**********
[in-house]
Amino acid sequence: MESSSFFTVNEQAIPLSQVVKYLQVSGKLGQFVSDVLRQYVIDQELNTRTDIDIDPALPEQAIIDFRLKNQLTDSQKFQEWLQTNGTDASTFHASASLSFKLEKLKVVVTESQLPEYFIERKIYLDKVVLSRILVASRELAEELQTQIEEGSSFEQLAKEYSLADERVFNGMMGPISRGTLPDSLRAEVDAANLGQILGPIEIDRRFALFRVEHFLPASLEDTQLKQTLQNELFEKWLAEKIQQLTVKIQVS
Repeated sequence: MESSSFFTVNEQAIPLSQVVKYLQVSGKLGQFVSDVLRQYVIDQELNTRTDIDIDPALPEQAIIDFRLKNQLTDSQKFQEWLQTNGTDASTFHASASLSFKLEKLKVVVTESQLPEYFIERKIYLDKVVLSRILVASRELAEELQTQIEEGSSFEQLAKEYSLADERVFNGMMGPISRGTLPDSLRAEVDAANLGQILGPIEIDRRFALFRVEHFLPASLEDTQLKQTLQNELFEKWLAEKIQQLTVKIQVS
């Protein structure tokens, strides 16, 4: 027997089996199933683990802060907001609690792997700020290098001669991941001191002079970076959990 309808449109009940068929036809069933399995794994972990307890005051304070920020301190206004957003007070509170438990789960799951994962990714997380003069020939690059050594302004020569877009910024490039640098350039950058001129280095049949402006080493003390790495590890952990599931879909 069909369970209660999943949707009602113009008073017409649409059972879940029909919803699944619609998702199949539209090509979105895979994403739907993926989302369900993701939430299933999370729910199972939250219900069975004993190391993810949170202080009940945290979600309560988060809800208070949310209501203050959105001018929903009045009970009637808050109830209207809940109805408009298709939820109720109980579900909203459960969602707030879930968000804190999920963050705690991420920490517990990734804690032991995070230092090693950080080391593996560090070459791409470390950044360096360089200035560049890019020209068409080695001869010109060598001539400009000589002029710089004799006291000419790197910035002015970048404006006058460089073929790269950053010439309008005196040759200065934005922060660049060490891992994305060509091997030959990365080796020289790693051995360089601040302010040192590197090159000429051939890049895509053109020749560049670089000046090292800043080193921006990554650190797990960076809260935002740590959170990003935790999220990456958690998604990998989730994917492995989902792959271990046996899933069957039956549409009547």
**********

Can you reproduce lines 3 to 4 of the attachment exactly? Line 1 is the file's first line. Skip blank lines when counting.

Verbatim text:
Repeated sequence: MESSSFFTVNEQAIPLSQVVKYLQVSGKLGQFVSDVLRQYVIDQELNTRTDIDIDPALPEQAIIDFRLKNQLTDSQKFQEWLQTNGTDASTFHASASLSFKLEKLKVVVTESQLPEYFIERKIYLDKVVLSRILVASRELAEELQTQIEEGSSFEQLAKEYSLADERVFNGMMGPISRGTLPDSLRAEVDAANLGQILGPIEIDRRFALFRVEHFLPASLEDTQLKQTLQNELFEKWLAEKIQQLTVKIQVS
């Protein structure tokens, strides 16, 4: 027997089996199933683990802060907001609690792997700020290098001669991941001191002079970076959990 309808449109009940068929036809069933399995794994972990307890005051304070920020301190206004957003007070509170438990789960799951994962990714997380003069020939690059050594302004020569877009910024490039640098350039950058001129280095049949402006080493003390790495590890952990599931879909 069909369970209660999943949707009602113009008073017409649409059972879940029909919803699944619609998702199949539209090509979105895979994403739907993926989302369900993701939430299933999370729910199972939250219900069975004993190391993810949170202080009940945290979600309560988060809800208070949310209501203050959105001018929903009045009970009637808050109830209207809940109805408009298709939820109720109980579900909203459960969602707030879930968000804190999920963050705690991420920490517990990734804690032991995070230092090693950080080391593996560090070459791409470390950044360096360089200035560049890019020209068409080695001869010109060598001539400009000589002029710089004799006291000419790197910035002015970048404006006058460089073929790269950053010439309008005196040759200065934005922060660049060490891992994305060509091997030959990365080796020289790693051995360089601040302010040192590197090159000429051939890049895509053109020749560049670089000046090292800043080193921006990554650190797990960076809260935002740590959170990003935790999220990456958690998604990998989730994917492995989902792959271990046996899933069957039956549409009547």